PublisherYale University Press

The A&AePortal is only open to Institutional Subscribers at this time. If your institution has a subscription, please sign in to your institutional VPN to begin reading this content. If your institution does not have a subscription to the A&AePortal, please contact your librarian or email us at support@aaeportal.com

Description: Inventing the Modern Artist: Art and Culture in Gilded Age America
If we were to construct a composite image of the late-nineteenth-century American artist, this generically white, male, Anglo-Saxon figure would be highly individualistic, possessed of a powerful personality, spiritual, sensitive, close to nature, self-absorbed, reclusive, marginal, childlike and primitive, yet simultaneously materialistic, sociable and socially adept, gentlemanly, civic-minded, worldly, urbane, businesslike, and fully integrated into every aspect of modern life. As individuals, …
PublisherYale University Press

The A&AePortal is only open to Institutional Subscribers at this time. If your institution has a subscription, please sign in to your institutional VPN to begin reading this content. If your institution does not have a subscription to the A&AePortal, please contact your librarian or email us at support@aaeportal.com

Description: Inventing the Modern Artist: Art and Culture in Gilded Age America
In 1905, B. O. Flower, editor of the liberal magazine Arena, described the great crisis of contemporary art as a battle “between those who stand for sane and normal freedom and who though true to the basic principles of art refuse to be copyists or imitators,” and “those . . . imbued with the soul-stagnating spirit of modern commercialism” who are intent on forming a trust “where the measuring-rod of mediocrity would become paramount.” Pitting incorporated modes of artistic practice against the …
PublisherYale University Press

The A&AePortal is only open to Institutional Subscribers at this time. If your institution has a subscription, please sign in to your institutional VPN to begin reading this content. If your institution does not have a subscription to the A&AePortal, please contact your librarian or email us at support@aaeportal.com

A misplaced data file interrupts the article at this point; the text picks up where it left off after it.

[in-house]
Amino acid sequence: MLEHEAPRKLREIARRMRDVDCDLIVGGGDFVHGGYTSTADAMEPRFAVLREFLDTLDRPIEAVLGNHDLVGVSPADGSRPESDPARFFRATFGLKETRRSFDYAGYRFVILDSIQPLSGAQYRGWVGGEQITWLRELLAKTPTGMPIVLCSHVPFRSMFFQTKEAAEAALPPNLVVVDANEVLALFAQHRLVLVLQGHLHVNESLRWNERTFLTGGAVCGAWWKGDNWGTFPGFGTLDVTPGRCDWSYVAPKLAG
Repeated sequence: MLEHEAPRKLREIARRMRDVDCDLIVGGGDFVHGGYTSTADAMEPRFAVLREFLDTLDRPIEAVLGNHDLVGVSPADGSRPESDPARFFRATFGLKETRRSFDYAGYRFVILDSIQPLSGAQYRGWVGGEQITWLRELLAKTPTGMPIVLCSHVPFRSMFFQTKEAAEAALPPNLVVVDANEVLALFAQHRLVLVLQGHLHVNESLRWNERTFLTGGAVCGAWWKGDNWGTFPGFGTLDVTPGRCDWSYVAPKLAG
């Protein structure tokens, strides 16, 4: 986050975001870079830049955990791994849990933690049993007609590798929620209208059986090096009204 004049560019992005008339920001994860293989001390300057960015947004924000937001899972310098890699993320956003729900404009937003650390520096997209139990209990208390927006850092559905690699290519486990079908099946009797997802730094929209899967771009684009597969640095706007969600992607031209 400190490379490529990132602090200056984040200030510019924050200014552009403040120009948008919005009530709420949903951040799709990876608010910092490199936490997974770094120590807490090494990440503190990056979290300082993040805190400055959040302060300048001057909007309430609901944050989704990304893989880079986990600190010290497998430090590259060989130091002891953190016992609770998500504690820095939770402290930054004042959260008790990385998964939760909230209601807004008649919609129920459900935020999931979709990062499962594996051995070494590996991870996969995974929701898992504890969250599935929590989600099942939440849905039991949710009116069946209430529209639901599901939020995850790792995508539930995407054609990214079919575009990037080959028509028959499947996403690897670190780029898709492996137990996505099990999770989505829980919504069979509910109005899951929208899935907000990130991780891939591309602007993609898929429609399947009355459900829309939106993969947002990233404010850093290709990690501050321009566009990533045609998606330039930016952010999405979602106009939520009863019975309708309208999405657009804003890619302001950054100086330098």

Description: Inventing the Modern Artist: Art and Culture in Gilded Age America
The taint of trade represented only one among a family of strains powerful enough to corrupt American art and culture in the waning years of the nineteenth century. Aestheticism, or art for art’s sake, was equally virulent, and so dangerous that it incited an all-out campaign against any art, in any medium, that rejected the conventions of morality, legibility, and imitation of nature while worshipping at the shrine of incandescent, sensuous beauty. However ravishing, such beauty was really only …
PublisherYale University Press

The A&AePortal is only open to Institutional Subscribers at this time. If your institution has a subscription, please sign in to your institutional VPN to begin reading this content. If your institution does not have a subscription to the A&AePortal, please contact your librarian or email us at support@aaeportal.com

Description: Inventing the Modern Artist: Art and Culture in Gilded Age America
The campaign to neutralize and Americanize aestheticism extended beyond prescriptions for wholesomeness and manly discipline in art. Those seeking normalization also undertook to restructure the very concept of artistic vision. At the core of this enterprise was the remodeling of “morbid” egotism into healthy and specialized subjectivity. This newly legitimized subjectivity in turn helped create a dynamic role for art as a form of therapy couched in a purely visual language, acting directly on …
PublisherYale University Press

The A&AePortal is only open to Institutional Subscribers at this time. If your institution has a subscription, please sign in to your institutional VPN to begin reading this content. If your institution does not have a subscription to the A&AePortal, please contact your librarian or email us at support@aaeportal.com

Description: Inventing the Modern Artist: Art and Culture in Gilded Age America
In her study of women’s cultural activities from 1830 to 1930, Kathleen D. McCarthy contends that artists of the Gilded Age seemed “almost anxious” to conform to the public’s “preconceived views” about them and that the comportment of such painters as Chase, La Farge, and Whistler “helped to feed public mistrust of what were viewed as the essentially feminine and passive leanings of the artistic community.” Yet at the same time, “men managed to retain their professional supremacy in the field” …
PublisherYale University Press

The A&AePortal is only open to Institutional Subscribers at this time. If your institution has a subscription, please sign in to your institutional VPN to begin reading this content. If your institution does not have a subscription to the A&AePortal, please contact your librarian or email us at support@aaeportal.com